6 Replies Latest reply on Oct 12, 2012 2:12 PM by Luis Campos

# How can I attribute a calculated field aggregation to different dates?

Hello,

Iam working with data that concerns Post-secondary education in Brazil. As an example of my problem I will use a sample of Medical schools. I want to compare the number of students that were admited in 'year t', with the number of students that graduated in 'year t+6' (Medical school lasts for six years.) The data for year is discrete and I need the to informations, admited and graduated, in one axis.

This would be easy to do by altering my data base if I only needed the numbers sumed up for Brazil. The problem is that I need to be albe to filter for Regions and other dimensions (different courses, public or private etc.)

Attached is the .xls sample (Sample) and a .ppt (model) of what I am looking for.

This is my first time using this forum so I hope nothing stupid comes out.

Luís

• ###### 1. Re: How can I attribute a calculated field aggregation to different dates?

Hi Luis,

Welcome to the forums!

I have created a workbook showing what you described in your PPT sample (the figures do not match though, hopefully they weren't supposed to) using your SAMPLE Excel file.

Hopefully this gets you started with what you need.

You should be able to add dimensions like SG_STAE to the filters and get the effect you're after.

Cheers!

Mark

• ###### 2. Re: How can I attribute a calculated field aggregation to different dates?

Thanks Mark,

Awsome!

• ###### 3. Re: How can I attribute a calculated field aggregation to different dates?

Just one quick question,

I actually have information for 13 other 'courses'. The problem is that each one can have a different graduation time. This means that not always the number of years would be 5.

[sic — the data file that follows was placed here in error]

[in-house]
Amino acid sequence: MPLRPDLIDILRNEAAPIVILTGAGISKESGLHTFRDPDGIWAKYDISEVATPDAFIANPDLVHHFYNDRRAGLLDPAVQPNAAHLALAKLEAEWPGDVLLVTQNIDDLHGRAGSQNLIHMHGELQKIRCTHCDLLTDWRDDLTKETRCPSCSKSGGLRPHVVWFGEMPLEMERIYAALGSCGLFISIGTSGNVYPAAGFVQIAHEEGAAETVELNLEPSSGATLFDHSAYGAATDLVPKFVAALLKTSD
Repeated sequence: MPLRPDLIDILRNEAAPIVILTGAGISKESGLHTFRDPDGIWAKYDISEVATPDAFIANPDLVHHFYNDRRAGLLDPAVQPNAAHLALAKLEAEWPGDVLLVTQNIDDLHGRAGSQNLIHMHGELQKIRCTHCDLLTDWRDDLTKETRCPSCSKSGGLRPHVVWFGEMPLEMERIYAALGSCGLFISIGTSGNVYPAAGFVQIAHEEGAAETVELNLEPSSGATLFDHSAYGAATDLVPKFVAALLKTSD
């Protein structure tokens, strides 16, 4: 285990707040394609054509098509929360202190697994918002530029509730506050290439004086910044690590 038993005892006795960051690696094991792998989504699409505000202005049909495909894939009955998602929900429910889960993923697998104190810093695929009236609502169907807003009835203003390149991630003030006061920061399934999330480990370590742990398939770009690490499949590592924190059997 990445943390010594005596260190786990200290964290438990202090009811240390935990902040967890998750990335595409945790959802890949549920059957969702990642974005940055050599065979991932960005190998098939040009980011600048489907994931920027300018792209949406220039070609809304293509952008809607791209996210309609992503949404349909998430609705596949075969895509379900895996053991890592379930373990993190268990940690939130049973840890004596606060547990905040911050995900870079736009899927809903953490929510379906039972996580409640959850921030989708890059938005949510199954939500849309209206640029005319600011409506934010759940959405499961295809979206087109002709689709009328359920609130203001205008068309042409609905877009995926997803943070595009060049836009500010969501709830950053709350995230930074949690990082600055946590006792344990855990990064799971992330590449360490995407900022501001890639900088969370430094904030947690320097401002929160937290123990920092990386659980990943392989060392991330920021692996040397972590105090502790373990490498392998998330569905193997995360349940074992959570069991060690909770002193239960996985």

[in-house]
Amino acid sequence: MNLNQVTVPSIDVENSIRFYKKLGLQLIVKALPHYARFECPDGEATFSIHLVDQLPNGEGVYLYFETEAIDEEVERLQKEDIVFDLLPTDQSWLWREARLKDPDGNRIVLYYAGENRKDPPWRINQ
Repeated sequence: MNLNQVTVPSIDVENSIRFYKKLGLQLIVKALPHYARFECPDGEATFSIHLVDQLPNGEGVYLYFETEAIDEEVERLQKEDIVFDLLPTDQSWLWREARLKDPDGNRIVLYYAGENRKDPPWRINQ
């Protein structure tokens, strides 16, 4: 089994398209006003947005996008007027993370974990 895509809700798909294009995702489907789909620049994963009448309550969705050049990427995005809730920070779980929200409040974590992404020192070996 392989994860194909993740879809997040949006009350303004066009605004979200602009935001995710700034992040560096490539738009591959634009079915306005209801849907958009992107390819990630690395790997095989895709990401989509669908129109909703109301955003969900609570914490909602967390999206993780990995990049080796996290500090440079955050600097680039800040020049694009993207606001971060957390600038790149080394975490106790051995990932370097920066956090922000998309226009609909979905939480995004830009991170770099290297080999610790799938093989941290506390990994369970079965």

How would you solve this?

Thanks again

• ###### 4. Re: How can I attribute a calculated field aggregation to different dates?

Thought about it here and a parameter would be better..

Cant test it now because I only have TB at work..

• ###### 5. Re: How can I attribute a calculated field aggregation to different dates?

I think your parameter approach would work nicely--you could set it as an integer as "# of years to typical graduation." I went ahead and stuck it in the attached workbook.

That way, you can use it in both the [Year Label], and also the [X-year Graduates] calculated field.

Note that you may want to add one or subtract 1 to the "years offset" in both of these calculated fields. (I have left it as subtracting 1), so I might be grabbing graduates for the wrong year--again, check the table on Sheet 1 to verify...

The biggest nuisance is that since the Year Label is a text string, it re-orders bizarrely... I had handled it by adding a custom sort on the Year Label field in the actual Dimensions pane. (I left the 8-year parameter option off so you could see what it does when not treated.)

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• ###### 6. Re: How can I attribute a calculated field aggregation to different dates?

The most important thing is that now I "got" the ideia of using the calculated table to assit in constructing other views.

I am creating a complementary dashboard for the post-secondary education data and I got stuck with an apparently simple problem. (Maybe I should have created another topic for this).

I need to inform the variables that I am using (e.g., admitted and graduated students) by 10k inhabitants by state or municipality (I made one cloropeth map for each). The number of inhabitants (i.e., population) data refers the municipalities population. My problem is that there are municipalities with 0 registers for any given variable. This means that for municipalities a simple calculation (variable/population) will solve my problem. But when I do the same calculation for the states, the municipalities with 0 registers will, obviously, not show in the calculation. With insight from your previous responses, the best way to solve this, I think, would be to do a table calculation with state and populations as column. What I don’t know is how not to ‘count more than once’ the population of the municipalities that have more than one course (consequentially, more than one count for the variable).

Attached an xls better explaining the problem.

Thanks again for helping me, it’s been insanely useful!